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~by Anica Oaks~

You may be looking to take charge of your life by starting your own business. But there are still a number of legal matters or issues that have to be resolved up front.

Here are four legal matters you ought to discuss with an attorney before you begin business operations.

1. Zoning

Every community will have established zoning requirements as far as where certain businesses can be located. Even running a business out of your garage or home office may violate zoning statutes. Assuming that you can run your business from a location just because there are others in the neighborhood may be a mistake. Zoning maps can change, and some businesses may be allowed an exemption. Wherever you decide to make your office or shop, be sure it complies with local zoning laws to avoid future penalties.

2. Business Structure

This could be more complicated than you’d expect. Small businesses may be a sole-proprietor, partnership, limited partnership, private corporation, or a limited liability organization. Choosing the right structure depends on how you’ll operate, any partners you may have, liability issues, and tax structures. You need to assess the various options and pick the structure that will best lower expenses and address legal protection for you and your assets.

3. Licenses and Bonding

Depending on the type of business and potential risks, this step may require getting licenses or bonds at the local, county, state, and even federal level. This can even apply to home businesses. It would be a wise move to seek out legal advice from attorneys who’ve guided other companies from startups to corporations in their legal obligations. Look for experts in securities and business development. This may even involve bringing in specialists who are the right fit for your particular company or industry.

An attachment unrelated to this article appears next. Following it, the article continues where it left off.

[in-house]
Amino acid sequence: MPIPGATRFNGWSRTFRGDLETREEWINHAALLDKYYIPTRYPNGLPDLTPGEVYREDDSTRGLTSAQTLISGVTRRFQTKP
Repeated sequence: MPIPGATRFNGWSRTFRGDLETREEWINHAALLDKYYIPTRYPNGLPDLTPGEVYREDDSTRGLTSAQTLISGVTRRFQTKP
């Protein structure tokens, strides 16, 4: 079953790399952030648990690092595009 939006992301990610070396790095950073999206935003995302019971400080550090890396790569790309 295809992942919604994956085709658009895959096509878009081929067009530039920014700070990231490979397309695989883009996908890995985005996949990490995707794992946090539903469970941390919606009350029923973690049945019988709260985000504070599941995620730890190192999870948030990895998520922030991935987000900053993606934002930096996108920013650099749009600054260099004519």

4. Non-Disclosure

If you expect to find financing for your business or will be entering into contracts, non-disclosure agreements may help to reduce the risks. They may need access to data or information you’d prefer to be kept private. If you’re planning a new product outlet and need funding, you don’t want your lender tipping off the competition. Non-disclosure agreements can prevent this or give you legal recourse if it happens.

In order to be operating legally, there are a number of regulatory issues that should be your first priority. It’s important that you consult a business lawyer to get these needs covered, as oversights could lead to stiff penalties or even revocation of business licenses.

Meet the Author: Anica Oaks

Anica is a professional content and copywriter who graduated from the University of San Francisco. She loves dogs, the ocean and anything outdoor related. She was raised in a big family, so she’s used to putting things to a vote. Also, cartwheels are her specialty. You can connect with Anica here.